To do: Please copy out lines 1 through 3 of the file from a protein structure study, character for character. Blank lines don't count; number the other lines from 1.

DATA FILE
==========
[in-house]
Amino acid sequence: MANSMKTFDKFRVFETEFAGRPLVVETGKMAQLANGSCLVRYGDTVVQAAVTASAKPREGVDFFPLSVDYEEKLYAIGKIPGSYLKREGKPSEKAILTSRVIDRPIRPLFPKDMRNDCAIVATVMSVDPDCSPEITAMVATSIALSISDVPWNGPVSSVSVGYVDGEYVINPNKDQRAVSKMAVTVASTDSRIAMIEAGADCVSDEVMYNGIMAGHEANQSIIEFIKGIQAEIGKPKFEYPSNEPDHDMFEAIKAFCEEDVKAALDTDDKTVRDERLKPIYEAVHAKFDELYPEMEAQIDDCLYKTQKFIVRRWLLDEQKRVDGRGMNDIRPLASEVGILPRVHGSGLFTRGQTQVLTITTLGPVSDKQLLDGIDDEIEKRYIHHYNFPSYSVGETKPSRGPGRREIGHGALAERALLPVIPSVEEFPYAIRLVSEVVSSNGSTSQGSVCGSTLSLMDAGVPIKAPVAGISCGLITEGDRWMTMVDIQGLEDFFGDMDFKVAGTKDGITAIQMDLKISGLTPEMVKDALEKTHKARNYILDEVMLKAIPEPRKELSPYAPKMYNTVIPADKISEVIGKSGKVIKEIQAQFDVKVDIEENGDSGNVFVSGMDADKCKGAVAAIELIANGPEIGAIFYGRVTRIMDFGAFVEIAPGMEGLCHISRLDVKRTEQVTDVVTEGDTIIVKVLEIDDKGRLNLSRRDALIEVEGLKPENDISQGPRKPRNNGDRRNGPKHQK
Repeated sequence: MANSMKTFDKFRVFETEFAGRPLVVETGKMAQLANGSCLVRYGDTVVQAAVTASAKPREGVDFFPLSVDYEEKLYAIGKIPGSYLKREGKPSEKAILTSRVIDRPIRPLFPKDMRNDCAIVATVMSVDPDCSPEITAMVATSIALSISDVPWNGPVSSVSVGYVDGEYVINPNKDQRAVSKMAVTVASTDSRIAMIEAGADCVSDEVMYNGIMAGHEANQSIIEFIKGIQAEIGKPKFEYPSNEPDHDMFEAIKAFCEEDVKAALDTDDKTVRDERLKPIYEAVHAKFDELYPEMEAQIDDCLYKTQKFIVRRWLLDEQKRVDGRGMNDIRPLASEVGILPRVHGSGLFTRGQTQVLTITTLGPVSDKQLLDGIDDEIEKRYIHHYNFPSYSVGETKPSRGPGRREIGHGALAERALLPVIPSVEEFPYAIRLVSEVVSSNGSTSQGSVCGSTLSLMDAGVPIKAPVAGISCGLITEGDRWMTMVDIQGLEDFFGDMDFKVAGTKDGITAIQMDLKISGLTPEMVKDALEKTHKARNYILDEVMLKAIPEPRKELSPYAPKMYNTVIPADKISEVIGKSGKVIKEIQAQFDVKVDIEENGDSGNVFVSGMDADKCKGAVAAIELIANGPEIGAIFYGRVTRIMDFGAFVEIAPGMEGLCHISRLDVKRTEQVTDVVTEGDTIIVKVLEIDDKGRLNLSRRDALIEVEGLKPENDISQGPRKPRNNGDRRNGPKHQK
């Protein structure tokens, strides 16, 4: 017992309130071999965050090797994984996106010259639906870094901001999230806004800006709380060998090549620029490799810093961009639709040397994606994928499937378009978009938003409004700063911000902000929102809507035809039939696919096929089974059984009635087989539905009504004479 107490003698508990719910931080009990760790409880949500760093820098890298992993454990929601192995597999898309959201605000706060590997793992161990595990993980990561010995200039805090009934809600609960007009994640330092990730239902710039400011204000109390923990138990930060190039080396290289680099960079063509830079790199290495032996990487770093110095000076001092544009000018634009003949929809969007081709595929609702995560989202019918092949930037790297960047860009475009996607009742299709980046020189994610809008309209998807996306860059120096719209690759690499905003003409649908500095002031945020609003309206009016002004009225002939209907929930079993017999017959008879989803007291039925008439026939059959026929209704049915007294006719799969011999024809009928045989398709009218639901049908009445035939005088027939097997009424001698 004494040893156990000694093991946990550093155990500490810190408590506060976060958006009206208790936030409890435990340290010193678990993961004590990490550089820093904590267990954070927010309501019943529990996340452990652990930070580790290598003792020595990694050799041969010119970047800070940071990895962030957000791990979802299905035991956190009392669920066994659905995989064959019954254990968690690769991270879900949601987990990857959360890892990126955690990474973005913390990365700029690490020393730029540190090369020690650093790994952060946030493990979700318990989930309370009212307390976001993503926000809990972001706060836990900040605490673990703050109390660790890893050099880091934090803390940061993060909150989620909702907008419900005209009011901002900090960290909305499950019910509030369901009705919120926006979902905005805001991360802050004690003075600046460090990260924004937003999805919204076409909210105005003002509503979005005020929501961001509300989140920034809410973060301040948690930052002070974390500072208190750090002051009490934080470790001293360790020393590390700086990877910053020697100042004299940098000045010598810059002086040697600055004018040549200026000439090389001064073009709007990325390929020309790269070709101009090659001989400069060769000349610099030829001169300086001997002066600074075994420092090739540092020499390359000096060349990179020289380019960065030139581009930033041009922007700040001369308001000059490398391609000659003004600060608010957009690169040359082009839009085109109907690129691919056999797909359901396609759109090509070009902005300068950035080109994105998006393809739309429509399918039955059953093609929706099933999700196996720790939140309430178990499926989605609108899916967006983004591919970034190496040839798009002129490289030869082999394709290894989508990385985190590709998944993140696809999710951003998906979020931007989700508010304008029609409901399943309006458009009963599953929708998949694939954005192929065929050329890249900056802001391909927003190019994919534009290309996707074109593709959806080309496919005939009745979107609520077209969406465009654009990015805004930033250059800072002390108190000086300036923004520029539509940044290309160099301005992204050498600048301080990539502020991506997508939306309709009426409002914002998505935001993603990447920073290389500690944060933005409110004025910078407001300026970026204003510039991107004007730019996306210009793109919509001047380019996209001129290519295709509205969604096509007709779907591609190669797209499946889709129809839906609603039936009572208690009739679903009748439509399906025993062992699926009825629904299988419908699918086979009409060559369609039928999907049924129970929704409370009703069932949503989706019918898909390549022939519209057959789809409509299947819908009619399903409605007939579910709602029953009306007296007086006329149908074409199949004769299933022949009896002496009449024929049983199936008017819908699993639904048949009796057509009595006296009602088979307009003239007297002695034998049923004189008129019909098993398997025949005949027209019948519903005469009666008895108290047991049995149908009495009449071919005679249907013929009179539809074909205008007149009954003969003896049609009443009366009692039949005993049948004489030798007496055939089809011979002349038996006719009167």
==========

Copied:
[in-house]
Amino acid sequence: MANSMKTFDKFRVFETEFAGRPLVVETGKMAQLANGSCLVRYGDTVVQAAVTASAKPREGVDFFPLSVDYEEKLYAIGKIPGSYLKREGKPSEKAILTSRVIDRPIRPLFPKDMRNDCAIVATVMSVDPDCSPEITAMVATSIALSISDVPWNGPVSSVSVGYVDGEYVINPNKDQRAVSKMAVTVASTDSRIAMIEAGADCVSDEVMYNGIMAGHEANQSIIEFIKGIQAEIGKPKFEYPSNEPDHDMFEAIKAFCEEDVKAALDTDDKTVRDERLKPIYEAVHAKFDELYPEMEAQIDDCLYKTQKFIVRRWLLDEQKRVDGRGMNDIRPLASEVGILPRVHGSGLFTRGQTQVLTITTLGPVSDKQLLDGIDDEIEKRYIHHYNFPSYSVGETKPSRGPGRREIGHGALAERALLPVIPSVEEFPYAIRLVSEVVSSNGSTSQGSVCGSTLSLMDAGVPIKAPVAGISCGLITEGDRWMTMVDIQGLEDFFGDMDFKVAGTKDGITAIQMDLKISGLTPEMVKDALEKTHKARNYILDEVMLKAIPEPRKELSPYAPKMYNTVIPADKISEVIGKSGKVIKEIQAQFDVKVDIEENGDSGNVFVSGMDADKCKGAVAAIELIANGPEIGAIFYGRVTRIMDFGAFVEIAPGMEGLCHISRLDVKRTEQVTDVVTEGDTIIVKVLEIDDKGRLNLSRRDALIEVEGLKPENDISQGPRKPRNNGDRRNGPKHQK
Repeated sequence: MANSMKTFDKFRVFETEFAGRPLVVETGKMAQLANGSCLVRYGDTVVQAAVTASAKPREGVDFFPLSVDYEEKLYAIGKIPGSYLKREGKPSEKAILTSRVIDRPIRPLFPKDMRNDCAIVATVMSVDPDCSPEITAMVATSIALSISDVPWNGPVSSVSVGYVDGEYVINPNKDQRAVSKMAVTVASTDSRIAMIEAGADCVSDEVMYNGIMAGHEANQSIIEFIKGIQAEIGKPKFEYPSNEPDHDMFEAIKAFCEEDVKAALDTDDKTVRDERLKPIYEAVHAKFDELYPEMEAQIDDCLYKTQKFIVRRWLLDEQKRVDGRGMNDIRPLASEVGILPRVHGSGLFTRGQTQVLTITTLGPVSDKQLLDGIDDEIEKRYIHHYNFPSYSVGETKPSRGPGRREIGHGALAERALLPVIPSVEEFPYAIRLVSEVVSSNGSTSQGSVCGSTLSLMDAGVPIKAPVAGISCGLITEGDRWMTMVDIQGLEDFFGDMDFKVAGTKDGITAIQMDLKISGLTPEMVKDALEKTHKARNYILDEVMLKAIPEPRKELSPYAPKMYNTVIPADKISEVIGKSGKVIKEIQAQFDVKVDIEENGDSGNVFVSGMDADKCKGAVAAIELIANGPEIGAIFYGRVTRIMDFGAFVEIAPGMEGLCHISRLDVKRTEQVTDVVTEGDTIIVKVLEIDDKGRLNLSRRDALIEVEGLKPENDISQGPRKPRNNGDRRNGPKHQK